Not Guests Anymore: White Rhinos Join Black Counterparts Into Wildness of Akagera National Park

Rwanda is now home to 30 White Rhinos

Akagera National Park management says the rhinos in the park are getting used to the new environment after their translocation from  Europe and South Africa respectively.

“The population of black rhinos continues to thrive as a result of effective law enforcement and daily monitoring. In the last five years, we have seen a number of black rhino calves born in the park and we haven’t lost a single rhino due to poaching,” Akagera National Park’s  Newsletter reads.

They made 221 total black rhino sightings, the most of any single month we have ever had since their reintroduction in 2017, according to Akagera officials.

 In May this year, Akagera celebrated the 5-year anniversary of the return of the black rhinos to Akagera National Park following a 10-year absence due to heavy poaching in the country.

“All black rhinos continue to be in great condition and secure,” the Newsletter also reads.

In 2017, 10 black Rhinos were restocked in Akagera National Park, Eastern province.

According to Akagera National Park, white rhinos have also been fully released into the park, but the management continue to have their multiple sightings of a shoebill on the wetlands of Kilala Plains.

The development sets optimism for tourism picking up to almost the same rate as before the Covid-19 pandemic.

White Rhinos were released in the park, following their translocation to Akagera National Park in November 2021 from South Africa.

Upon arrival at the park, they were released into constructed and secure bomas where park authorities  monitored them before they adapted to the new environment and climate of Rwanda.

In January 2022, seven weeks later, they were released into a larger enclosure where they have had to feed themselves, find water on their own, and have been able to interact with other species while still being under close monitoring.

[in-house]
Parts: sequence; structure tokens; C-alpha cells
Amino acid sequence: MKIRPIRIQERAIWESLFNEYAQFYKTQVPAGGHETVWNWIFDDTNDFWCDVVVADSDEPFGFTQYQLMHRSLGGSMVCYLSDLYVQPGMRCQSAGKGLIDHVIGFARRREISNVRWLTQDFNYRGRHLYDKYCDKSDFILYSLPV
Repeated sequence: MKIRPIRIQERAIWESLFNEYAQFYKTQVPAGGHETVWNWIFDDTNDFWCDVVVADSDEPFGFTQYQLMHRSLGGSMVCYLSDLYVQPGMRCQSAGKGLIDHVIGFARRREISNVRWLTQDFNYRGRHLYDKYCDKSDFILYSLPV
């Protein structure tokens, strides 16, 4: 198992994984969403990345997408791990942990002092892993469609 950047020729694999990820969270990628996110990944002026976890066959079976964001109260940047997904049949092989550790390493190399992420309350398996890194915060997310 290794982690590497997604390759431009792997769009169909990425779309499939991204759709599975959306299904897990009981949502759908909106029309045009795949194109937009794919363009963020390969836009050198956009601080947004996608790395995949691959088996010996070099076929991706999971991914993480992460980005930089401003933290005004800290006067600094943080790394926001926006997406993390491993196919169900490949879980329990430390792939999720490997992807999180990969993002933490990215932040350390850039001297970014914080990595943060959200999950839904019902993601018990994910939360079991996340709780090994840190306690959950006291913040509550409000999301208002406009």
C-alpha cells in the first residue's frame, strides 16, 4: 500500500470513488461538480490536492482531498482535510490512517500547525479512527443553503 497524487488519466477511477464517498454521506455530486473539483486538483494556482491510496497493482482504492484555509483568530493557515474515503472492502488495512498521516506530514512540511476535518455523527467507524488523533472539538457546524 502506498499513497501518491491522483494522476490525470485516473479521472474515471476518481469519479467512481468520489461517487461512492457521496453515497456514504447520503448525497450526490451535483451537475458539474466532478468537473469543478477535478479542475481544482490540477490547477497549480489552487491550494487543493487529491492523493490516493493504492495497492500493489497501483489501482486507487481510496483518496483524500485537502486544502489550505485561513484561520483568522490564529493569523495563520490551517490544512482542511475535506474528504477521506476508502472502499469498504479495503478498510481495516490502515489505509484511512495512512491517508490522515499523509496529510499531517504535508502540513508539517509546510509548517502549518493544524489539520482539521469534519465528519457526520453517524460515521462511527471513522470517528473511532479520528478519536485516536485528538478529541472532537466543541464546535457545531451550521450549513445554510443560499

“Dedicated rhino monitoring teams continue to track them on a daily basis to ensure their safety and observe the rhinos’ health, behaviour, and sociality at each sighting. While the white rhinos are free and roaming in the plains of the park, it is important to note that they are still adapting to their new environment,” the Park’s management says.

The park advises that tourists should drive carefully and leave enough space between the car and the rhino for smooth and safe adaptation to tourism. Giving the rhinos space will also prevent additional tsetse flies from bothering the animals and will ensure their continued good health in the wild,” Newsletter further reads.

In November last year, the largest single translocation was conducted with 30 white rhinos being introduced to Akagera National Park.

They were sourced from andBeyond Phinda Private Game Reserve in South Africa.

Meanwhile, Akagera national park continues to promote communities in the park’s vicinity.

Since the formation of the Akagera Management Company in 2010, over US $2.7 million has been contributed to the revenue sharing scheme projects such as building schools, providing clean water, multipurpose workshops, roads, and markets, to mention quite a few.




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